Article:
While I have shown and described my invention in the foregoing and at present as being the preferred form and manner of operation, I do not desire to limit myself to the structural details illustrated, but reserve the right to change, modify, or vary such details as I may from time to time find necessary or convenient without departing from the spirit of my invention.
Vhat I claim as new isl. In an air-compressor, the combination with two vertically-arranged compressionchambers in which liquid is adapted to be reciprocated, a horizontal chamber in communication with said chambers, a horizontal reciprocating piston in said chamber, a smaller horizontal chamber below the said chamber and in communication therewith to supply liquid to the compression-chamber, a piston mounted so as to reciprocate in said By turning the cock ICO IIO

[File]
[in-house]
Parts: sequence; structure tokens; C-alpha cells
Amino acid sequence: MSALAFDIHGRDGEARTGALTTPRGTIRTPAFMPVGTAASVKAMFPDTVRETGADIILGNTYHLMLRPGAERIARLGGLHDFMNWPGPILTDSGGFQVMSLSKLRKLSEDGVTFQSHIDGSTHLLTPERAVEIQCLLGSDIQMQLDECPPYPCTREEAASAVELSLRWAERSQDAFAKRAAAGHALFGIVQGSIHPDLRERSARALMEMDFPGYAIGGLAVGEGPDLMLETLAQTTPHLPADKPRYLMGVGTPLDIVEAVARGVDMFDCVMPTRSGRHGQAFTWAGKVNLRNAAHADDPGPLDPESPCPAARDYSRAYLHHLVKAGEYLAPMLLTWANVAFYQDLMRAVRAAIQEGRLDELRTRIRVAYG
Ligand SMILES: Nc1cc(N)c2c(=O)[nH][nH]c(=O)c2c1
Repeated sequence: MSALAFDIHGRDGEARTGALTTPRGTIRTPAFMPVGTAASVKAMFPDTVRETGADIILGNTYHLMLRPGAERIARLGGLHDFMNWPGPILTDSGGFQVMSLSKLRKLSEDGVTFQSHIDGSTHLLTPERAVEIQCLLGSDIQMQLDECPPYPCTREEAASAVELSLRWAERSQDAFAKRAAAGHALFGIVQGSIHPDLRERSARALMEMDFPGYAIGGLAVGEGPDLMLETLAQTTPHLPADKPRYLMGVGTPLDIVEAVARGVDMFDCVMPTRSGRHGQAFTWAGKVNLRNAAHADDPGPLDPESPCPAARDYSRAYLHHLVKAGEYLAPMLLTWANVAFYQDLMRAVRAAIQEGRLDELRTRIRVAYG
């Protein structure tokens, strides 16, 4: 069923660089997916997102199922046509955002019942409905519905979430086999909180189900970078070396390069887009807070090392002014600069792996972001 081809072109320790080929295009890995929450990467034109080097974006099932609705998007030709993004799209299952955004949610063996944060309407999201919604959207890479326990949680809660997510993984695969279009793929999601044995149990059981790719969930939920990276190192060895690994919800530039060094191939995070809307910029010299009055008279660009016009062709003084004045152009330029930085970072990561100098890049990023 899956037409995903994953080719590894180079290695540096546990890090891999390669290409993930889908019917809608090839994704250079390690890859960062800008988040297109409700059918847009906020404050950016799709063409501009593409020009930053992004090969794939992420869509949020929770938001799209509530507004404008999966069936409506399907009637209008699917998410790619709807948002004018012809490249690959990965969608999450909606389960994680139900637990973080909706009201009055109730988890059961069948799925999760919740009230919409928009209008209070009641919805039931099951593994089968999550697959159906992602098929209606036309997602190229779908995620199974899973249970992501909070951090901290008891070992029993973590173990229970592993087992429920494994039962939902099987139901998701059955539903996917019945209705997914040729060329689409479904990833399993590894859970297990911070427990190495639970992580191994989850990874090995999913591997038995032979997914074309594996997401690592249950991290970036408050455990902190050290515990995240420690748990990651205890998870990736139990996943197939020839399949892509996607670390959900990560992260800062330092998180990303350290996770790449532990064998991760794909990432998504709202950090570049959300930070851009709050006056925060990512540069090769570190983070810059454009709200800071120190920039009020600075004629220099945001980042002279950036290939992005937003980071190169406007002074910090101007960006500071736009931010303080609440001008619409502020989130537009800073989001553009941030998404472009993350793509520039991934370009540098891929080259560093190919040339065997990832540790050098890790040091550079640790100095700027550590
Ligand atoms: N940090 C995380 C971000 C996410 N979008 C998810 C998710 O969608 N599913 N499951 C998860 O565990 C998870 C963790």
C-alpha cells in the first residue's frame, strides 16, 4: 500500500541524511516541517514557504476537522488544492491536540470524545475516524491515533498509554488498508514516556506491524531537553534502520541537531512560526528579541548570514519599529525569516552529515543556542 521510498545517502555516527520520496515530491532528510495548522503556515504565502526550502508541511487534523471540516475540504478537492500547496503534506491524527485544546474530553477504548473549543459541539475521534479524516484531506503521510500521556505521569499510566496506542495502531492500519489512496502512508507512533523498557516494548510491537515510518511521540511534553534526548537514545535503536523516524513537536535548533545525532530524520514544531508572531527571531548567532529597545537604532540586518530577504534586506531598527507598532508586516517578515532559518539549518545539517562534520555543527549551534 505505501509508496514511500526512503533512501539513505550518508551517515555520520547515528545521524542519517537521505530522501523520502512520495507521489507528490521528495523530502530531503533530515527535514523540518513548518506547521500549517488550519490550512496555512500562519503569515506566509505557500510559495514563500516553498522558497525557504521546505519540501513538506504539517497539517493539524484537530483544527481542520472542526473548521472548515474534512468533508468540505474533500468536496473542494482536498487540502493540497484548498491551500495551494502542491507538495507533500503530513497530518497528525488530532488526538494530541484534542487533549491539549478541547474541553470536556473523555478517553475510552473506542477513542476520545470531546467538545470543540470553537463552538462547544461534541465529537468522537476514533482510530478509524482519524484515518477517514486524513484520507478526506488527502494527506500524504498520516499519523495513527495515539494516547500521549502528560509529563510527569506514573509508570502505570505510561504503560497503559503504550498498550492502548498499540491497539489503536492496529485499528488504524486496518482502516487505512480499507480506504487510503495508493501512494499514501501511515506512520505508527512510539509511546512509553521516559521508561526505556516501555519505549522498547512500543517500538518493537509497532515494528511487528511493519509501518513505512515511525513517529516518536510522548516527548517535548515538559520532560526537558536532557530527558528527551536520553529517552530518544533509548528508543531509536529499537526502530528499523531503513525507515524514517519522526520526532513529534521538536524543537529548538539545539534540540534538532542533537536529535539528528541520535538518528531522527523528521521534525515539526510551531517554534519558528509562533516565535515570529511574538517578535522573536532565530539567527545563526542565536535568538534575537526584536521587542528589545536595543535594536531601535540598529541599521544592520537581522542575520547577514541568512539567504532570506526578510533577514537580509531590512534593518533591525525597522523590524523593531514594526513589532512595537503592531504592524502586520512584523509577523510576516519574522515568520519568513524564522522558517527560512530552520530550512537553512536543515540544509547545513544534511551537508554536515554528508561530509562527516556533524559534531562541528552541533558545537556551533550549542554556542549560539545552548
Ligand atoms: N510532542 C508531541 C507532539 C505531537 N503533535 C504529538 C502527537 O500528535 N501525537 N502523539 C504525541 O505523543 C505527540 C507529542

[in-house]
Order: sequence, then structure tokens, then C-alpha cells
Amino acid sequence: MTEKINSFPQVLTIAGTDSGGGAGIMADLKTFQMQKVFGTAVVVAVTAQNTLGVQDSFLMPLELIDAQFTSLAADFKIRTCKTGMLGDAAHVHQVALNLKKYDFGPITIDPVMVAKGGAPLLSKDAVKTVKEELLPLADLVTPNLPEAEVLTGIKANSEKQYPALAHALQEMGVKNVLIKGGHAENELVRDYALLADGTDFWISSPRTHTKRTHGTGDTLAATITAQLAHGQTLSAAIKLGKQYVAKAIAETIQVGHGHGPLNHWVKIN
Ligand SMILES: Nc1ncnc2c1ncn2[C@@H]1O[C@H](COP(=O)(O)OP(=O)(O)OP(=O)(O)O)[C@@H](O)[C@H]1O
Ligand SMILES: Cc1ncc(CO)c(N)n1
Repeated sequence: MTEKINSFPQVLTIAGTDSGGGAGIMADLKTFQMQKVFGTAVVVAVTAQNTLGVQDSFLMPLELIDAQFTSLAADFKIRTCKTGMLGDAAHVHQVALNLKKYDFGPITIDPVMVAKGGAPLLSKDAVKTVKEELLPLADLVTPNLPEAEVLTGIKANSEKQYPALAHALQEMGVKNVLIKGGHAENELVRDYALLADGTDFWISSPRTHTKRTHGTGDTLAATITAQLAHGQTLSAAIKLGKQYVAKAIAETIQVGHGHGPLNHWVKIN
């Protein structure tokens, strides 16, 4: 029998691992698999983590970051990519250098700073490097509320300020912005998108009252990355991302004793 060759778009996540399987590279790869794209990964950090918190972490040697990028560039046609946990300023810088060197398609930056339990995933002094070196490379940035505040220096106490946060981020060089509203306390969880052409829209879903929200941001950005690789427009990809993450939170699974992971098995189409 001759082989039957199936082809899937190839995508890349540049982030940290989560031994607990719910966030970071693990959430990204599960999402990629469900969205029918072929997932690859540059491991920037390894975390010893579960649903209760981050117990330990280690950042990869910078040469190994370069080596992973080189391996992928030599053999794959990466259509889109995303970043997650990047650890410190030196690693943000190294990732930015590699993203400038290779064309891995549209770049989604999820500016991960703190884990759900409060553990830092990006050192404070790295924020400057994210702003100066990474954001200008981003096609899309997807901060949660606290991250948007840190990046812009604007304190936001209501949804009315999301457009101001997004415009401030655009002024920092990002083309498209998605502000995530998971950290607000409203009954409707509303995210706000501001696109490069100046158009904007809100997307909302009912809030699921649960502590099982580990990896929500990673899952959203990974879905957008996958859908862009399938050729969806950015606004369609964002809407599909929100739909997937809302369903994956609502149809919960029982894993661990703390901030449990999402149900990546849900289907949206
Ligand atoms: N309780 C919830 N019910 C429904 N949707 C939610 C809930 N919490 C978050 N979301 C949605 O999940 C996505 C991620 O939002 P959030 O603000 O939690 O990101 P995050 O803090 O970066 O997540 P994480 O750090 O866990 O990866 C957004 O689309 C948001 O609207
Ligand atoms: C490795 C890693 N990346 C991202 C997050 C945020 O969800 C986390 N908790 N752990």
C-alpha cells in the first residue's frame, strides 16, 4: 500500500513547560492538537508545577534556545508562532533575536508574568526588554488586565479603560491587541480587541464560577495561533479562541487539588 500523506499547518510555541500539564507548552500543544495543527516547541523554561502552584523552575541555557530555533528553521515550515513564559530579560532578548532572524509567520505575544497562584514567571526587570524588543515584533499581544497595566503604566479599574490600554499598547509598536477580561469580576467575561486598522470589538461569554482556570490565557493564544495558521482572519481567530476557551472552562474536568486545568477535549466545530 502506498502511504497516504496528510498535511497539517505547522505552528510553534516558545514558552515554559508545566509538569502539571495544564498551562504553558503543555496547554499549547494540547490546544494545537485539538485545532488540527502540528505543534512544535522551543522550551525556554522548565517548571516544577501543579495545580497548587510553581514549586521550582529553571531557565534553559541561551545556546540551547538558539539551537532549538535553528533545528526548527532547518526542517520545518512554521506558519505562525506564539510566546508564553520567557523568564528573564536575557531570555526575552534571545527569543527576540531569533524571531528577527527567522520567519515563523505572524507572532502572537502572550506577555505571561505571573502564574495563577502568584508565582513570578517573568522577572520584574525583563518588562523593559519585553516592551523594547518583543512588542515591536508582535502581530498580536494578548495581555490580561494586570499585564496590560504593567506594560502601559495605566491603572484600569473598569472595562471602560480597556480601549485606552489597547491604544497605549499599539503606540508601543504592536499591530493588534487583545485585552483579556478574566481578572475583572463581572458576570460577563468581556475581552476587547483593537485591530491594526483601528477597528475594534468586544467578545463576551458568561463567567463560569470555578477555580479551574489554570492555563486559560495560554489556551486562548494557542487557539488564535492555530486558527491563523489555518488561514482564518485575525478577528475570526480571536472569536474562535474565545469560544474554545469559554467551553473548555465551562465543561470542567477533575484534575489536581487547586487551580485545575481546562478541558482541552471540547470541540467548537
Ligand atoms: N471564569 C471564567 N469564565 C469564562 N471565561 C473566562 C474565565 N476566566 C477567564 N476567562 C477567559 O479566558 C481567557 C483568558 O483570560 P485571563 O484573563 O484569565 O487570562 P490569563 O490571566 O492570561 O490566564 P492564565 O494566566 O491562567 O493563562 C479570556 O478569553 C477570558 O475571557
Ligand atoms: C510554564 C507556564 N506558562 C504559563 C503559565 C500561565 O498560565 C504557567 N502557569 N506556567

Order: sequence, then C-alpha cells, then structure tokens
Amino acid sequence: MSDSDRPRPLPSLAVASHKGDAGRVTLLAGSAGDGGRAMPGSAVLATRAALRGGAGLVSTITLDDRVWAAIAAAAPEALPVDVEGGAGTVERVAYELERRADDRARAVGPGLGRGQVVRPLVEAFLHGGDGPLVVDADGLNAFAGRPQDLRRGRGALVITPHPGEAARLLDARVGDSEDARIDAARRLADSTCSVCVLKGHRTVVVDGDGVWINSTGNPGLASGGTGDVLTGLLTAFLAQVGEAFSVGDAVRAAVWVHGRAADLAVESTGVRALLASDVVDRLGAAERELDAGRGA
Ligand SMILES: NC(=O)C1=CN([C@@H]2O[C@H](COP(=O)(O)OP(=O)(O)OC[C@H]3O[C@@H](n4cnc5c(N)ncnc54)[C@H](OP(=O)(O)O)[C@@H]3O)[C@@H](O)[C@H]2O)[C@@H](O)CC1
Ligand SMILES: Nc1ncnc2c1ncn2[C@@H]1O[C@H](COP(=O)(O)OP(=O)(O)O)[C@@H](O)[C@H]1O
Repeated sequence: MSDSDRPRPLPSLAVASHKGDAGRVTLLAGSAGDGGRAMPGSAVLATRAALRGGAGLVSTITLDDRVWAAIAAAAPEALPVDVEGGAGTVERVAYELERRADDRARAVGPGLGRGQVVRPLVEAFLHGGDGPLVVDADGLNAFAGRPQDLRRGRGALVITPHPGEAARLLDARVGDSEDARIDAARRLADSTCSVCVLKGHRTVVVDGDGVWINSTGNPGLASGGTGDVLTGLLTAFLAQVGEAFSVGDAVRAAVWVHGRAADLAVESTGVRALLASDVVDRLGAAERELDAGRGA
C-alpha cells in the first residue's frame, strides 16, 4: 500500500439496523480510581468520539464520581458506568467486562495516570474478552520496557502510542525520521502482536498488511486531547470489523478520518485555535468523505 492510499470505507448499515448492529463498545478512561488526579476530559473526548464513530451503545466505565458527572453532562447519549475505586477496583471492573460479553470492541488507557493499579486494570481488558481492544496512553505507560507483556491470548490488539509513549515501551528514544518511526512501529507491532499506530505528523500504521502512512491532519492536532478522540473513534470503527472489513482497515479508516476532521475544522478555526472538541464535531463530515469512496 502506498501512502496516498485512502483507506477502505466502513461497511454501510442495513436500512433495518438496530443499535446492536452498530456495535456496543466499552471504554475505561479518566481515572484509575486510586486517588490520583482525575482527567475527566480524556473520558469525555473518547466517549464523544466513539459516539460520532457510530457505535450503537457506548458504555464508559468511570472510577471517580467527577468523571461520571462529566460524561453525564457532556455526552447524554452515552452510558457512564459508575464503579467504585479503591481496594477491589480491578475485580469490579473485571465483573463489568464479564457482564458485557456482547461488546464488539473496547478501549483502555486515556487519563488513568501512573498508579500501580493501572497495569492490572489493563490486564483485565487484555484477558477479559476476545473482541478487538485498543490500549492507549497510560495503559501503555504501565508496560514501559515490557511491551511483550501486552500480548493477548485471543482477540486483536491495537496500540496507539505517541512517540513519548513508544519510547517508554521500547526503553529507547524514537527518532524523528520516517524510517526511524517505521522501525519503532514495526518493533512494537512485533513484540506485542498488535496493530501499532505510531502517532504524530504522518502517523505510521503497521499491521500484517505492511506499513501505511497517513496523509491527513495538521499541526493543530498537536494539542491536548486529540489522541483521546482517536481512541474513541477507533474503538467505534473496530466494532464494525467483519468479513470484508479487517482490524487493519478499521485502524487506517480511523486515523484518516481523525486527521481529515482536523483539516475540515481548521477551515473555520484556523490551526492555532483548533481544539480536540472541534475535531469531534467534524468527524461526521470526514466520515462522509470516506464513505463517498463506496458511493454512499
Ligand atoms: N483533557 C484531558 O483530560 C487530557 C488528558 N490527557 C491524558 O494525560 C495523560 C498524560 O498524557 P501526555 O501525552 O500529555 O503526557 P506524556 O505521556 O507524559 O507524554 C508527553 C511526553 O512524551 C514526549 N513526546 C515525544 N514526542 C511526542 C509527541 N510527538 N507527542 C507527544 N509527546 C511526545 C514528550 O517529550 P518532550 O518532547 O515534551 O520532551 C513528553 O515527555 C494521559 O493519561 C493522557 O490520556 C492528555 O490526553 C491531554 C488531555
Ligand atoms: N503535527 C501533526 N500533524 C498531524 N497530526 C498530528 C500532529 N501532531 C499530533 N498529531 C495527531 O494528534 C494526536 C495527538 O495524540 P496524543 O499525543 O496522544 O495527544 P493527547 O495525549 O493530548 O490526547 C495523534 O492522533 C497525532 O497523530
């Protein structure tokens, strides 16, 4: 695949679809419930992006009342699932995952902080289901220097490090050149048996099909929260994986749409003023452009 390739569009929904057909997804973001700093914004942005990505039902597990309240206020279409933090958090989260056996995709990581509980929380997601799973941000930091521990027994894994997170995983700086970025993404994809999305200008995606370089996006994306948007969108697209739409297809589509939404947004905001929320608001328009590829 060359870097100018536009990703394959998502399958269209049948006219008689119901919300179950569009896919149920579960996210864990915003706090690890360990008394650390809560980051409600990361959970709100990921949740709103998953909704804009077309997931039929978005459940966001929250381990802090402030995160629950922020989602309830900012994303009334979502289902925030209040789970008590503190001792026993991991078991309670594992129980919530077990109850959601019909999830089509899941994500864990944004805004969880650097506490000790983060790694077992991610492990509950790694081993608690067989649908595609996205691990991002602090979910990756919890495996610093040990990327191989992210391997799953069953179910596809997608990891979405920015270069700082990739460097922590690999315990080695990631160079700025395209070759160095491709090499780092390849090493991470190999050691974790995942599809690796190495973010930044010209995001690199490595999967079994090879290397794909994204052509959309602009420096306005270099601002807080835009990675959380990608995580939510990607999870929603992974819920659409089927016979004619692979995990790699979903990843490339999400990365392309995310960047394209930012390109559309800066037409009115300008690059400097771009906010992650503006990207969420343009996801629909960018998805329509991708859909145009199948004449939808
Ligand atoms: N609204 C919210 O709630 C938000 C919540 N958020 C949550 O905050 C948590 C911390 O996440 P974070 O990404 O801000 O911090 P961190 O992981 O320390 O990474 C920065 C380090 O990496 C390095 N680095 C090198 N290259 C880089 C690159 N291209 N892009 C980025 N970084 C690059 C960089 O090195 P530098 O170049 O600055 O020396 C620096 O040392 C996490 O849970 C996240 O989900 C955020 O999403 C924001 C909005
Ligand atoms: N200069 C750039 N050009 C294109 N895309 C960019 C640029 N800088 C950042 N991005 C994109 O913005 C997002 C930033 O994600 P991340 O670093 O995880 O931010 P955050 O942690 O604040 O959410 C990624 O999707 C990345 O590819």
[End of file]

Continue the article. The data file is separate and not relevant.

smaller horizontal chamber to force the liquid into the pump-chamber, an adjustable reciprocating lever connected with said last-mentioned piston, a rod operated by an eccentric adjustably connected with said lever so as to limit the throw of the piston, and a motive power for operating the lever and the horizontal reciprocating piston, of a tank to receive the compressed air and means to cool the liquid before it is supplied to the small horizontal chamber.
2. In an air-compressor, the combination of a series of compression-chambers, means to supply liquid thereto, of a tank to receive the compressed air and overflow of liquid, and a water-supply for supplying water to the compression-chambers, an oil-supply in communication with the compression-chambers, and means for connecting the water-supply or the oil-supply with the compression chambers, substantially as set forth.